I saw her a week later at Watered Gardens, but for the next few weeks noticed that she wasn’t around. So many people who come here are transient, though, so you never know how long someone will be around.

About a month after I met Josie, I was walking up to the front door and passed Joshua, who was locking up his bike. Joshua is an incredibly nice guy and a regular at Watered Gardens. I have run into him other places as well, including a grocery store on the opposite side of town. He puts a lot of miles on those tires.

I stopped to ask him how he was doing.

“I’m just trying to make it, Brian. Life just knocked me down pretty hard.”

I told him I was sorry, then asked what had happened.

“My girlfriend died. We were only 3 days away from getting our own place. She died in her sleep…in my arms.”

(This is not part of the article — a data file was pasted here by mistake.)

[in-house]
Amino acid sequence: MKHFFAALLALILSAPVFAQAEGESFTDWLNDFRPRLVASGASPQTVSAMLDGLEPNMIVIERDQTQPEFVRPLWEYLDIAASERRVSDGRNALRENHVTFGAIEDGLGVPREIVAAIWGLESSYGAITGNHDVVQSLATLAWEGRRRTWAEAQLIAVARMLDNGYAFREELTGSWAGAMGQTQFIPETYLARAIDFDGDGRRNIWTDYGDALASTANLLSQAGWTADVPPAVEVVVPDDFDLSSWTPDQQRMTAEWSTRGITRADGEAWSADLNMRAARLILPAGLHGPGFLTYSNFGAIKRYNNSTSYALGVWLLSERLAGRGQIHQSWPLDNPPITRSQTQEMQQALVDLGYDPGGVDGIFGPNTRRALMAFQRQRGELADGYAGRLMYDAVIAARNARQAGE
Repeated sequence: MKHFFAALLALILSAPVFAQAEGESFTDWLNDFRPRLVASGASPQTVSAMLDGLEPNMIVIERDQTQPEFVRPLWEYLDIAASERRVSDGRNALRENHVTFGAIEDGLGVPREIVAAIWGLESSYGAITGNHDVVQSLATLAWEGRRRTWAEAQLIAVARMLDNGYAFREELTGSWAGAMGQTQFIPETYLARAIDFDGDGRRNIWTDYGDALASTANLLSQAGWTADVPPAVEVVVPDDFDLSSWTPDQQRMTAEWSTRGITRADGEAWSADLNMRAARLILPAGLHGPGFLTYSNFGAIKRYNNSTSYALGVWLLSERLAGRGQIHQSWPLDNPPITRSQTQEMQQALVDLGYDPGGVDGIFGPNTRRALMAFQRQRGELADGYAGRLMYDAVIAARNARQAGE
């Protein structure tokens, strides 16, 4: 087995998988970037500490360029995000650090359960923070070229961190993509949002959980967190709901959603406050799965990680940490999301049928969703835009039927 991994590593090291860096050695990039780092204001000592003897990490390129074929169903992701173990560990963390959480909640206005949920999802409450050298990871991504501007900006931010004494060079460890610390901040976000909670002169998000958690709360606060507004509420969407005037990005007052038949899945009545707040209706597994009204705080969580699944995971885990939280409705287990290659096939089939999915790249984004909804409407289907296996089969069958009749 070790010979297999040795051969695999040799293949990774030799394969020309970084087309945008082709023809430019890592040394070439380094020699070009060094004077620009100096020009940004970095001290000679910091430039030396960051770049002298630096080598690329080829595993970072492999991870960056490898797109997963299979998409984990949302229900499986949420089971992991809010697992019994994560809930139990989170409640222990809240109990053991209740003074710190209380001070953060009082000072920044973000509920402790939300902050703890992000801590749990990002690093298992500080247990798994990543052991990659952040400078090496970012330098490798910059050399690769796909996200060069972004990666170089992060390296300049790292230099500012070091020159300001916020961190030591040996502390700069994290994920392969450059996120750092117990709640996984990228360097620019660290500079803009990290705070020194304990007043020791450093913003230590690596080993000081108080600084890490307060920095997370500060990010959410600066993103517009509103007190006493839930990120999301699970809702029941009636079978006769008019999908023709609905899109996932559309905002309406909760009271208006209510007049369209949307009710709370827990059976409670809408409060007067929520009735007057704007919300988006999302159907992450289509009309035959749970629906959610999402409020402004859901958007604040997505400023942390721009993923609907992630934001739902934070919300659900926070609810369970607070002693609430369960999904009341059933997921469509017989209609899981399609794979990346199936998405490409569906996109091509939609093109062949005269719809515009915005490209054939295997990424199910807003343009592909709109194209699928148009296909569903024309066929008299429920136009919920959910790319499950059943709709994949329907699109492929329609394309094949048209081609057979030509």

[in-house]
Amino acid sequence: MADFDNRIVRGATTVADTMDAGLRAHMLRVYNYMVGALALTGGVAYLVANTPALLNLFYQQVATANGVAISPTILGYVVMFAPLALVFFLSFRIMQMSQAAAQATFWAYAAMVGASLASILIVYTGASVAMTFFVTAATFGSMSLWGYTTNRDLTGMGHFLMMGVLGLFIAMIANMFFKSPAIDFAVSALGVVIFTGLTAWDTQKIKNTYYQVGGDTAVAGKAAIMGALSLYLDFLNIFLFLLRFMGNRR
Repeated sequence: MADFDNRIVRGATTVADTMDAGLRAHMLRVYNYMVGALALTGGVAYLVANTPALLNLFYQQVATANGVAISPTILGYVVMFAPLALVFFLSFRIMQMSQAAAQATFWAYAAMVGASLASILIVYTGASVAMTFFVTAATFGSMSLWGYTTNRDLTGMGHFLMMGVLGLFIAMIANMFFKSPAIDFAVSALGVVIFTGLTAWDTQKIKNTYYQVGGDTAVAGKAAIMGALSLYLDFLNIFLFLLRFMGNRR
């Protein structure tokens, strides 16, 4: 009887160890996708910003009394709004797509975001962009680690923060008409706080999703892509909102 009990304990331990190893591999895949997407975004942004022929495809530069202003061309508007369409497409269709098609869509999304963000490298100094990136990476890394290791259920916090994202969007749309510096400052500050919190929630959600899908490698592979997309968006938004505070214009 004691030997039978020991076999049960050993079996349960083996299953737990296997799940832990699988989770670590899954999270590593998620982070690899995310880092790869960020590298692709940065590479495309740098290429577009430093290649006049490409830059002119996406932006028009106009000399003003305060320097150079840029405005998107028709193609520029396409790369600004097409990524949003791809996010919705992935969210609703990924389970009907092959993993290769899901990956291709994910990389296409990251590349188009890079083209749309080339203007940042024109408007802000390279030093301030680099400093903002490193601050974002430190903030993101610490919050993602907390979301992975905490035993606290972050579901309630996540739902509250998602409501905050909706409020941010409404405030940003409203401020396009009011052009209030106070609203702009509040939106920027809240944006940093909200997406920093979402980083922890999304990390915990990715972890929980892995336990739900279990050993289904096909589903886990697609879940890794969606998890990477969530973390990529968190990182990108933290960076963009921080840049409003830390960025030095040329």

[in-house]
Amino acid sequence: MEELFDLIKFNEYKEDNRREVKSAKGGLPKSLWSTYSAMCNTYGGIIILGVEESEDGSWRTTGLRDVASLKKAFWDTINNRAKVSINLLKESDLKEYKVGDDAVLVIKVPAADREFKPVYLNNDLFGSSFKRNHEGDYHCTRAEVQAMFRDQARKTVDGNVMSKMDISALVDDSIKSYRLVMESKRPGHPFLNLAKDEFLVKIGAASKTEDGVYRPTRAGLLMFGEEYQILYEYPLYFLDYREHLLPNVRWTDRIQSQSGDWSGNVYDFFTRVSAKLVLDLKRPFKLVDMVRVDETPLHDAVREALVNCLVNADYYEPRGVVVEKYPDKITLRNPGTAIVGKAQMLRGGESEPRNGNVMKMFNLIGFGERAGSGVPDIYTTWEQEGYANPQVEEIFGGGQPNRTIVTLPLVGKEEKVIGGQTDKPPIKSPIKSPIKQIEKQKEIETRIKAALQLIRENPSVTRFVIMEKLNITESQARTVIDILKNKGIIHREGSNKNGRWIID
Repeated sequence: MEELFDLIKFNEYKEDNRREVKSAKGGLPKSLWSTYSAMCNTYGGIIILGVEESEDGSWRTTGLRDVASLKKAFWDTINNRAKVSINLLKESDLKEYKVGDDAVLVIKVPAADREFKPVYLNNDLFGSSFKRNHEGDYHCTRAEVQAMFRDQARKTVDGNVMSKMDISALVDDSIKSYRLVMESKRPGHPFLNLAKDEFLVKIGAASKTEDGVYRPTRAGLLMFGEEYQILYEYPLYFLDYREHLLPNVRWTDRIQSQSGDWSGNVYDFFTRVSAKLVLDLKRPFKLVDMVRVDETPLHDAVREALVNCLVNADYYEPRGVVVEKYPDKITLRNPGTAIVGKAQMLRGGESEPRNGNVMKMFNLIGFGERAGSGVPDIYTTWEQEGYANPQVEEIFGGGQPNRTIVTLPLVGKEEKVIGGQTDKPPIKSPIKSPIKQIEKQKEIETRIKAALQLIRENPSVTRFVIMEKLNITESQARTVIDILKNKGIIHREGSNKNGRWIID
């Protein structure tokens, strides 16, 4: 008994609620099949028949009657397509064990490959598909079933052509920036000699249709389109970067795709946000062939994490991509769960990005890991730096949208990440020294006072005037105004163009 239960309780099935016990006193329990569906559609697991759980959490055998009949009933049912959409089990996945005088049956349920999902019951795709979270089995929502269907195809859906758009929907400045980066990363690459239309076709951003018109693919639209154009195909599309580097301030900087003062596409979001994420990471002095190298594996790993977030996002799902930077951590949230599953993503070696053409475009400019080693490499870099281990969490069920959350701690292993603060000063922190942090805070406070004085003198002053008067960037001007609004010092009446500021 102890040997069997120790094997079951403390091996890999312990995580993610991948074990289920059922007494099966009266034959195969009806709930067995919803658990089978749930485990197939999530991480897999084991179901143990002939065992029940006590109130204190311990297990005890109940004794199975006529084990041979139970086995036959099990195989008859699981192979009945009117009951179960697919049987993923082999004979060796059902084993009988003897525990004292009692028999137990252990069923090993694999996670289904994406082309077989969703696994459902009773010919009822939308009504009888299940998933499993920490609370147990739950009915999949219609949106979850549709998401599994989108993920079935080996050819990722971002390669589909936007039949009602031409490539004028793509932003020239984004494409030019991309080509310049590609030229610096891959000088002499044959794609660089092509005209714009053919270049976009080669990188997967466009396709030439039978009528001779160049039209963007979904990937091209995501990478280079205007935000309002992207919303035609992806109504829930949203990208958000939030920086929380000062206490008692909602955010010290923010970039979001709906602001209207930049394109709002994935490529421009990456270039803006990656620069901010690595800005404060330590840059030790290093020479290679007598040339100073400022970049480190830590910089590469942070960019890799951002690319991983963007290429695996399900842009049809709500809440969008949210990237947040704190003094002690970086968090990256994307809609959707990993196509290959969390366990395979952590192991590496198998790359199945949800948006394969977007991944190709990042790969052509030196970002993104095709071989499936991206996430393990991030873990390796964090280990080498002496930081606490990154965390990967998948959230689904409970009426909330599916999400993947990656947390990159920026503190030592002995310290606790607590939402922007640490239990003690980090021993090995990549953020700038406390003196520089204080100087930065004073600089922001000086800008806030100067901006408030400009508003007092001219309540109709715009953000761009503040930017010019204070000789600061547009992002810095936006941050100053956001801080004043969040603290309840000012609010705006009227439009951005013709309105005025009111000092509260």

His next four words broke my heart.

“Did you know Josie?”

Yes. Yes I did. But I had no idea the two people were connected. I was so glad that I had taken advantage of the only significant encounter I would ever have with her on this side of the grave. And it didn’t surprise me a bit that Joshua was the one about whom she had spoken so kindly.

He fought back the tears as he finished fastening his bike lock and I told him how sorry I was. I also told him how well she had spoken of him. I tried to offer him some comfort and walked on into the building, where every week I do my best to take time for Josie.

*For information on how you can make sure someone like Joshua or Josie has a safe and clean place to sleep at night, along with training and mentorship, please check out their “One Night” campaign with the link below. You can help sponsor the bed I chose (bed #1) for 1 night a month and have an enormous impact on somebody’s life. Feel free to contact me with any questions.

http://wateredgardens.org/onenight/

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Life with Headphones On: Hearing What you Never Knew Was There

It is amazing what you can hear when you really, really listen.